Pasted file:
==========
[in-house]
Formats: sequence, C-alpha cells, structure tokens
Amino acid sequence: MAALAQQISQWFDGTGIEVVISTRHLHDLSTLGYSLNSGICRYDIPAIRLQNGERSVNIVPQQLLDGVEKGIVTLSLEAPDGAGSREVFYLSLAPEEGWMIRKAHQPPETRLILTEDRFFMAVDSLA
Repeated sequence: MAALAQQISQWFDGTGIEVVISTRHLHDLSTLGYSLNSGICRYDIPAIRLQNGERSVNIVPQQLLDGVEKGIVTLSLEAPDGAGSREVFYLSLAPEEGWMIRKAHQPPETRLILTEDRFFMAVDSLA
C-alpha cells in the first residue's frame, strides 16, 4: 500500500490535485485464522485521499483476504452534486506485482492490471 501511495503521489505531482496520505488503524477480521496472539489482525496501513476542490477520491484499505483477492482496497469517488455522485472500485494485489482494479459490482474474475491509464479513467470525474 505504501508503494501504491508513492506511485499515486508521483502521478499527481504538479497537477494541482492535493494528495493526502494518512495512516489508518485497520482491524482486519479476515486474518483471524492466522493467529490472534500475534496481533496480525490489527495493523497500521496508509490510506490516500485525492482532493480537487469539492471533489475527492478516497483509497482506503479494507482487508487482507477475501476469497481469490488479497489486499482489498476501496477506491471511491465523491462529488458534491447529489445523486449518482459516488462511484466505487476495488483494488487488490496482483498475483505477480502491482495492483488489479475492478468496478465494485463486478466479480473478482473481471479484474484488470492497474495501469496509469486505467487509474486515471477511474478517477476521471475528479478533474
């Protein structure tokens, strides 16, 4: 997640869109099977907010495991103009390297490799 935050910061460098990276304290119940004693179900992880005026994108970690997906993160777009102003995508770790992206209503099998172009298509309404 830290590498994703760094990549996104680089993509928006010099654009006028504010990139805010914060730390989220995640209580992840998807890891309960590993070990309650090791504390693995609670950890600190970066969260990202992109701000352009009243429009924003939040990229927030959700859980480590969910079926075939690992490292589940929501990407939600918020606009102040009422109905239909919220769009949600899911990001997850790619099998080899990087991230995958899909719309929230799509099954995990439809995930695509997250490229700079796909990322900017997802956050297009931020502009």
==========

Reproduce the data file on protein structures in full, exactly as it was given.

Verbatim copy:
[in-house]
Formats: sequence, C-alpha cells, structure tokens
Amino acid sequence: MAALAQQISQWFDGTGIEVVISTRHLHDLSTLGYSLNSGICRYDIPAIRLQNGERSVNIVPQQLLDGVEKGIVTLSLEAPDGAGSREVFYLSLAPEEGWMIRKAHQPPETRLILTEDRFFMAVDSLA
Repeated sequence: MAALAQQISQWFDGTGIEVVISTRHLHDLSTLGYSLNSGICRYDIPAIRLQNGERSVNIVPQQLLDGVEKGIVTLSLEAPDGAGSREVFYLSLAPEEGWMIRKAHQPPETRLILTEDRFFMAVDSLA
C-alpha cells in the first residue's frame, strides 16, 4: 500500500490535485485464522485521499483476504452534486506485482492490471 501511495503521489505531482496520505488503524477480521496472539489482525496501513476542490477520491484499505483477492482496497469517488455522485472500485494485489482494479459490482474474475491509464479513467470525474 505504501508503494501504491508513492506511485499515486508521483502521478499527481504538479497537477494541482492535493494528495493526502494518512495512516489508518485497520482491524482486519479476515486474518483471524492466522493467529490472534500475534496481533496480525490489527495493523497500521496508509490510506490516500485525492482532493480537487469539492471533489475527492478516497483509497482506503479494507482487508487482507477475501476469497481469490488479497489486499482489498476501496477506491471511491465523491462529488458534491447529489445523486449518482459516488462511484466505487476495488483494488487488490496482483498475483505477480502491482495492483488489479475492478468496478465494485463486478466479480473478482473481471479484474484488470492497474495501469496509469486505467487509474486515471477511474478517477476521471475528479478533474
């Protein structure tokens, strides 16, 4: 997640869109099977907010495991103009390297490799 935050910061460098990276304290119940004693179900992880005026994108970690997906993160777009102003995508770790992206209503099998172009298509309404 830290590498994703760094990549996104680089993509928006010099654009006028504010990139805010914060730390989220995640209580992840998807890891309960590993070990309650090791504390693995609670950890600190970066969260990202992109701000352009009243429009924003939040990229927030959700859980480590969910079926075939690992490292589940929501990407939600918020606009102040009422109905239909919220769009949600899911990001997850790619099998080899990087991230995958899909719309929230799509099954995990439809995930695509997250490229700079796909990322900017997802956050297009931020502009």